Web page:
Bill to restrict ATV use is withdrawn

Councilwoman says public reaction to her proposal changed her mind

October 07, 2007|By Mary Gail Hare | Mary Gail Hare,Sun Reporter

Throughout the County Council session, Veronica "Roni" L. Chenowith's view of the audience was impeded by the foot-high stack of e-mails topped with a paper weight.

Those messages, as well as more than 100 phone calls in the past three weeks, prompted the councilwoman to rethink her proposed bill restricting the use of all-terrain vehicles.

At the end of the session Tuesday, Chenowith, the longest-serving member of the current council, announced that she was withdrawing the measure before it comes to public hearing. But the Republican said she is not abandoning the cause, pledging to assemble a work group to find "a solution that protects everyone's property rights and quality of life."

The bill, which was patterned after a state ordinance, sought to regulate operation of "off-highway vehicles and go-carts" and limit the times and places recreational riders could use them. The legislation would have banned all-terrain vehicle riding from 8 p.m. to 9 a.m. and banned the vehicles on properties smaller than 5 acres. The measure called for fines of up to $250, and would have made parents responsible for fines incurred by minors.

The bill included a clause encouraging residents to file a complaint form with the Harford County Sheriff's Office against "any property owner who knowingly permits unlawful off-highway vehicle activity on their property."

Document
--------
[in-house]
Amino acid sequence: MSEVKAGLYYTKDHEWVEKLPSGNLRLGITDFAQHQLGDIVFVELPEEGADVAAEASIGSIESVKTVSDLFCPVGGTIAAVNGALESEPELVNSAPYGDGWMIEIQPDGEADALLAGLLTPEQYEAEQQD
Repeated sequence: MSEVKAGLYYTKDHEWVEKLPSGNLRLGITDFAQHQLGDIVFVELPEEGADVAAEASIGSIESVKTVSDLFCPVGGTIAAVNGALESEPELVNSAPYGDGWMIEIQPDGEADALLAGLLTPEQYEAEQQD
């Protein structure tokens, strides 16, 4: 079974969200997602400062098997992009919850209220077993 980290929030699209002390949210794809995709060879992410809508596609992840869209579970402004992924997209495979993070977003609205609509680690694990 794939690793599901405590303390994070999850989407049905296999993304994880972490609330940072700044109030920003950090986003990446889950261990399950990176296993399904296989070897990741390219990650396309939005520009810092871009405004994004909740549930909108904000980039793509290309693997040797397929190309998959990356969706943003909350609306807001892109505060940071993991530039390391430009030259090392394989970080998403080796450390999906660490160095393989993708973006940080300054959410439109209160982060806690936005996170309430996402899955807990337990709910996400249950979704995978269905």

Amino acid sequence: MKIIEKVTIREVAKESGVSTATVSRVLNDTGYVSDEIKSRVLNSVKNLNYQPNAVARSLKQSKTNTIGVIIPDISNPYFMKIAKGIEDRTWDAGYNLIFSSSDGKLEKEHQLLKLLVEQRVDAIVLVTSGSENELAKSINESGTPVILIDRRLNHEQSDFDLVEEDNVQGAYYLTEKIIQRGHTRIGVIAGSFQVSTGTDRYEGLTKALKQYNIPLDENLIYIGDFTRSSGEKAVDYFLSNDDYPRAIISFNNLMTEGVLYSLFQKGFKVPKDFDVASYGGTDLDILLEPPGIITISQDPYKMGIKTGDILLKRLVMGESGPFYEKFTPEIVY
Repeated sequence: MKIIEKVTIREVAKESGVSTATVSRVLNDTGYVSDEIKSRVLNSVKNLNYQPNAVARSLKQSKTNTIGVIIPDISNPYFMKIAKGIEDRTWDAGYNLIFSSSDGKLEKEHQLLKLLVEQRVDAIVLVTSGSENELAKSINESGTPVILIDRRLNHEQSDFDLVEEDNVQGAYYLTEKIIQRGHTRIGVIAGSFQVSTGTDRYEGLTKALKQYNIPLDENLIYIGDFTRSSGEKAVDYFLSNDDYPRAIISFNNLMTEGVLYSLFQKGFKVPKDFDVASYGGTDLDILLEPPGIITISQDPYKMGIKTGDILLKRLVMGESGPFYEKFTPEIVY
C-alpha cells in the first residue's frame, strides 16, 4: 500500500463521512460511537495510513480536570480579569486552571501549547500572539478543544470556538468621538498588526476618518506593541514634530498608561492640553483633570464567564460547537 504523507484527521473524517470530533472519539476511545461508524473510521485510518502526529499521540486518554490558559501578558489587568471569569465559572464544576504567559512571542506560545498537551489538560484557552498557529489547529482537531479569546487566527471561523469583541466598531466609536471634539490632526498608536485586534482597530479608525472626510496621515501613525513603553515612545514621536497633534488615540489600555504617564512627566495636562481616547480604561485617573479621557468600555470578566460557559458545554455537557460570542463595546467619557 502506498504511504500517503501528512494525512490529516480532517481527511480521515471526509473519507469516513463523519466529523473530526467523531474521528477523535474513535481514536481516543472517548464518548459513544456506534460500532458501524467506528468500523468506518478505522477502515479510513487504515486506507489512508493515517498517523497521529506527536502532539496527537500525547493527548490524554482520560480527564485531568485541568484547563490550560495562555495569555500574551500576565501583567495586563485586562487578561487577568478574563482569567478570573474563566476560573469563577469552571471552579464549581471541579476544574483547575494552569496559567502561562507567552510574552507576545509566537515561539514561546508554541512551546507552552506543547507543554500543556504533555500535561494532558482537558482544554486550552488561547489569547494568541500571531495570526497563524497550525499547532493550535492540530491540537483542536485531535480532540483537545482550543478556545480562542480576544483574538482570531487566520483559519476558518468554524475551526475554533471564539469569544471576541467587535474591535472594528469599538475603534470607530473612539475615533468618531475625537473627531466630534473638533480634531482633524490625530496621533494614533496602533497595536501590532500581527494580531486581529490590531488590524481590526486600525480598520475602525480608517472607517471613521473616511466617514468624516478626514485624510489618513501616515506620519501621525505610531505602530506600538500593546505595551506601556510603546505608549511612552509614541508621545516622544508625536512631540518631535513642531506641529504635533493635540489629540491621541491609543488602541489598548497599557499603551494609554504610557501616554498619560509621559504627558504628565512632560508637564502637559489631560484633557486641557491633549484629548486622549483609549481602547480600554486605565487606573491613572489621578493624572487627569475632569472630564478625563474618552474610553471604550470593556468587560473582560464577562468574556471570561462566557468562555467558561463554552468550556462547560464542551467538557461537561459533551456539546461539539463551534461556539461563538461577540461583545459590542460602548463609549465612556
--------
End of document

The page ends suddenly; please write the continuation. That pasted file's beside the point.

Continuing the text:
Council President Billy Boniface said the bill was too restrictive. Though the measure was written to target only ATVs, word of the measure spread and resulted in farmers fearing they would be lumped with recreational riders and banned from using farm equipment. Residents worried whether they could haul firewood, plow their driveways, or ride a golf cart or mo-ped to the mailbox.

Chenowith, whose district includes Fallston, said that before introducing the bill last month, she had compiled at least three years' worth of complaints about dust, noise and crop damage from off-road vehicles. Initially, she suggested getting homeowners associations engaged in the issue, and urged neighbors to communicate their concerns with one another.

"The calls increased to a significant degree that I felt it necessary to bring some relief to those citizens whose quality of life was absolutely being affected," she said.

In the weeks since introducing the measure, Chenowith said she has learned that "most people riding ATVs are decent, responsible citizens sharing an experience with their children."

Chenowith said she received more than 2,300 e-mails and about 100 phone calls - most opposed to the proposal. She found the response to be enlightening and overwhelming.

"Only a handful were absolutely obnoxious and rude, probably the very ones causing the problem," she said.

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